Perverse incentives lead to perverse outcomes: unethical prosecutors edition

What of the great failings of our criminal justice system is that we give prosecutors absolutely massive power over people’s live, but expect virtually no accountability from prosecutors in using that power responsibly.  Put someone away, wrongly, for life, based on malfeasance, and maybe, just maybe you’ll lose your job.  More likely, just some sort of administrative slap on the wrist. 

So, the reality is that we give prosecutors huge incentives to act perversely.  Like it or not, the reality is that they are rewarded for successful convictions, not justice.  Meanwhile, there is very low risk of punishment and very limited punishment for malfeasance in the pursuit of convictions (even of the innocent), over justice.  So, ultimately then, we are relying on the innate goodness of prosecutors in the face of a system of all the wrong incentives.  Rarely does that work out well.  Great NYT Editorial on this significant problem: “How Can You Destroy a Person’s Life and Only Get a Slap on the Wrist?”

Prosecutors are among the most powerful players in the criminal justice system. They can send a defendant off to years in prison, or even to death row. Most wield this power honorably. Yet, when prosecutors don’t, they rarely pay a price, even for repeated and egregious misconduct that puts innocent people behind bars.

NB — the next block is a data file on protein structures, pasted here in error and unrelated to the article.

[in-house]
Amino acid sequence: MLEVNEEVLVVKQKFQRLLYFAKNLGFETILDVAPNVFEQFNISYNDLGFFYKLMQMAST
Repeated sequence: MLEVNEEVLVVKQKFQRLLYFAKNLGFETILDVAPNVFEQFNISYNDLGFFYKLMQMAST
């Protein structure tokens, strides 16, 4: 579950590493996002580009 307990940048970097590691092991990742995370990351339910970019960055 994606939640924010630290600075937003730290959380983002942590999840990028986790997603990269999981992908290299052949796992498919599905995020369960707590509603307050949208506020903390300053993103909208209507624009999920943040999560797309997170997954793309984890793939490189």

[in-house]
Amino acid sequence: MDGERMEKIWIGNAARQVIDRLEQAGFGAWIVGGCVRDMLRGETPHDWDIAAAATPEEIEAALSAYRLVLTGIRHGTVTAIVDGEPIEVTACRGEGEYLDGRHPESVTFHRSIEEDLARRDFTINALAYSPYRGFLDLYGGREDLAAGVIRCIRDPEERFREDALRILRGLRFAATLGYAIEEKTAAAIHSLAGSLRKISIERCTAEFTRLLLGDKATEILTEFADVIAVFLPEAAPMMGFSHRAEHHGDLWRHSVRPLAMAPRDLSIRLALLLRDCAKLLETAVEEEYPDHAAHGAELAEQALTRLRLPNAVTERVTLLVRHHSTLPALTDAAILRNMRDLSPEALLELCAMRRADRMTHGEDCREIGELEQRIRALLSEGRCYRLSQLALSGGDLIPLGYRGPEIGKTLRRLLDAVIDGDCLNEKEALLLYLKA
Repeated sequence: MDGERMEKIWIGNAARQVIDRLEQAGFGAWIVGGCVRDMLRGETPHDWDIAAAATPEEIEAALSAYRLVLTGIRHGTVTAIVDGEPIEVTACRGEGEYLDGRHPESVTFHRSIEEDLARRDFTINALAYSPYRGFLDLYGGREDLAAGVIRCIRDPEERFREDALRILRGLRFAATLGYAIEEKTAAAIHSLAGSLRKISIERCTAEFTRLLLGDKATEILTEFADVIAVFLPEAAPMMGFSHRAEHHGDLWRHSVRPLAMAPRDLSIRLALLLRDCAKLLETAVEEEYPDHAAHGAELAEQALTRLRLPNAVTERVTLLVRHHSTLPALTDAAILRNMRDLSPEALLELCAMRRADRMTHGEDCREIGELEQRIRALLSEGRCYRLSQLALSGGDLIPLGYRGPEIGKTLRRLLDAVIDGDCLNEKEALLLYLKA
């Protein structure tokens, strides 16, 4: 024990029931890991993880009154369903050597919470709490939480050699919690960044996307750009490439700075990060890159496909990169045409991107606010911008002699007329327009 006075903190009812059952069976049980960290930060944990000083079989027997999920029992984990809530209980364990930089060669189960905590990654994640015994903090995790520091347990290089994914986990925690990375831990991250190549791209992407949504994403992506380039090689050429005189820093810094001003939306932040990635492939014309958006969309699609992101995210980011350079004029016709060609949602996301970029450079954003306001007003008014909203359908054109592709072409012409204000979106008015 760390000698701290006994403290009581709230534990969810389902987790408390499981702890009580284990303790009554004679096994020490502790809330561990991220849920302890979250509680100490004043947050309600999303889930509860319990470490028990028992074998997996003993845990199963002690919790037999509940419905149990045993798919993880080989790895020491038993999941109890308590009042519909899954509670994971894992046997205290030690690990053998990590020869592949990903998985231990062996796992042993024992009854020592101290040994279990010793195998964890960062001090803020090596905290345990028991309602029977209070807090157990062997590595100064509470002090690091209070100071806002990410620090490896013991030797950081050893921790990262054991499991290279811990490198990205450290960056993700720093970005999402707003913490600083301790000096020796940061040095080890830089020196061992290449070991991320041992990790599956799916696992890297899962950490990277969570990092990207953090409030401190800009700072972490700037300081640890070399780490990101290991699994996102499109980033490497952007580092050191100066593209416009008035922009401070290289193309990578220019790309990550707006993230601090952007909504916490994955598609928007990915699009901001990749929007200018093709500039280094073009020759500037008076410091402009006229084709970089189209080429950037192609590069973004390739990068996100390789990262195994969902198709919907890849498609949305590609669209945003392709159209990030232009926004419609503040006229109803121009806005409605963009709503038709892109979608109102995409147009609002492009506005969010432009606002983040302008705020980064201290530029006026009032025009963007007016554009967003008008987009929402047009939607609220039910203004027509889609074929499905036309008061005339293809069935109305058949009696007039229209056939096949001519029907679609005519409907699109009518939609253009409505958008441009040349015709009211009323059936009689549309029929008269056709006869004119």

Why? Because they are protected by layers of silence and secrecy that are written into local, state and federal policy, shielding them from any real accountability for wrongdoing.

New York City offers a prime example of a problem endemic to the nation. Consider the city’s official reaction to the barrelful of misconduct in Queens that a group of law professors recently brought to light. As The Times reported last month, the professors filed grievances against 21 prosecutors in the borough — for everything from lying in open court to withholding key evidence from the defense — and then posted those grievances to a public website.

These weren’t close calls. In every instance an appeals court had made a finding of prosecutorial misconduct; in many cases the misconduct was so severe that it required overturning a guilty verdict and releasing someone from prison. Three men wrongfully convicted of a 1996 murder were exonerated after 24 years behind bars. But that rectified only the most glaring injustice. To date, none of the prosecutors have faced any public consequences. Some are still working.

How did the city respond to this litany of widespread misconduct by its own agents? It went after the professors who publicized it…

Meanwhile, the few attempts to increase oversight of New York prosecutors have been stymied. A 2018 law established a commission specifically to deal with prosecutorial misconduct in a more independent and transparent way. But the state district attorneys’ association challenged it and a court struck it down as unconstitutional. Lawmakers designed a new commission this year, but it appears that no commissioners have yet been appointed to it.